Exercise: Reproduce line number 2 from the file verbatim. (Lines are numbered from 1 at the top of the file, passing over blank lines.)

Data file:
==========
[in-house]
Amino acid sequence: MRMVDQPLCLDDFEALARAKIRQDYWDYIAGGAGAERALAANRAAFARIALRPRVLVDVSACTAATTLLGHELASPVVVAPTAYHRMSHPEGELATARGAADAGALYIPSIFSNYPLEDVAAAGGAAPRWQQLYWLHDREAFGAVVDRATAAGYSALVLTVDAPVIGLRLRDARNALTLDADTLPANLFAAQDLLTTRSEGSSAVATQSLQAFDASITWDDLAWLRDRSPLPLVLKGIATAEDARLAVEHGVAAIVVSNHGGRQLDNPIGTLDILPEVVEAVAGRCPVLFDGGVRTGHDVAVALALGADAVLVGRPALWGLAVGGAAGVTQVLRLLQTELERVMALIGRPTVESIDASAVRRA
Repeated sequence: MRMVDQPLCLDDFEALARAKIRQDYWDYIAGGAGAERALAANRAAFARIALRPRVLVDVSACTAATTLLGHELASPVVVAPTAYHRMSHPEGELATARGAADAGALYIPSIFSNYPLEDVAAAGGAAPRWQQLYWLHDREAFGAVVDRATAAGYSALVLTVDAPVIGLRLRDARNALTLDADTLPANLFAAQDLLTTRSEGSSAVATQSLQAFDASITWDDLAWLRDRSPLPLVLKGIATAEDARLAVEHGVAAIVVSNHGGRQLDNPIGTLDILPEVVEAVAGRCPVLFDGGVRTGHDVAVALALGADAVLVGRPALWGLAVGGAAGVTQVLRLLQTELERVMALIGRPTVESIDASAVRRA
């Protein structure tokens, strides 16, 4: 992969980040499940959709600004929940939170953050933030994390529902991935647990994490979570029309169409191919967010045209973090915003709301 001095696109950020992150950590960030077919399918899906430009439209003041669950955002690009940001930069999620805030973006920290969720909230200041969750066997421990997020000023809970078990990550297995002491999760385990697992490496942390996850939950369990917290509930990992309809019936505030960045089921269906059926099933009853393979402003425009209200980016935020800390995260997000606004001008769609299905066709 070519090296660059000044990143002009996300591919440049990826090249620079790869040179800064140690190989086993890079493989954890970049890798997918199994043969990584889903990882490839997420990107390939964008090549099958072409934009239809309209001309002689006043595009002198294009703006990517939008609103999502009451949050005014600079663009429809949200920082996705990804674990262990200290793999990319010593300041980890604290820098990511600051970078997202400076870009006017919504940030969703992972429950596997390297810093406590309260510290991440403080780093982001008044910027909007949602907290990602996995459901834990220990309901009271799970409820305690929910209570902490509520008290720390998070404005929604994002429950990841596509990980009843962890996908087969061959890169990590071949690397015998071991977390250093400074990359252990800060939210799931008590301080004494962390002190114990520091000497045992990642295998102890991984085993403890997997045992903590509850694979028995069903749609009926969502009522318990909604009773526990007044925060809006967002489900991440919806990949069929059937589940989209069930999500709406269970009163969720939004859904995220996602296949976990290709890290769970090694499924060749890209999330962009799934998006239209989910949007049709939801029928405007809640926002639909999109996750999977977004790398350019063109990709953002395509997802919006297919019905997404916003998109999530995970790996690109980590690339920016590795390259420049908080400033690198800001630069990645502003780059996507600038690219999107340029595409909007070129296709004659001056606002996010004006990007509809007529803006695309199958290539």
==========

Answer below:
Amino acid sequence: MRMVDQPLCLDDFEALARAKIRQDYWDYIAGGAGAERALAANRAAFARIALRPRVLVDVSACTAATTLLGHELASPVVVAPTAYHRMSHPEGELATARGAADAGALYIPSIFSNYPLEDVAAAGGAAPRWQQLYWLHDREAFGAVVDRATAAGYSALVLTVDAPVIGLRLRDARNALTLDADTLPANLFAAQDLLTTRSEGSSAVATQSLQAFDASITWDDLAWLRDRSPLPLVLKGIATAEDARLAVEHGVAAIVVSNHGGRQLDNPIGTLDILPEVVEAVAGRCPVLFDGGVRTGHDVAVALALGADAVLVGRPALWGLAVGGAAGVTQVLRLLQTELERVMALIGRPTVESIDASAVRRA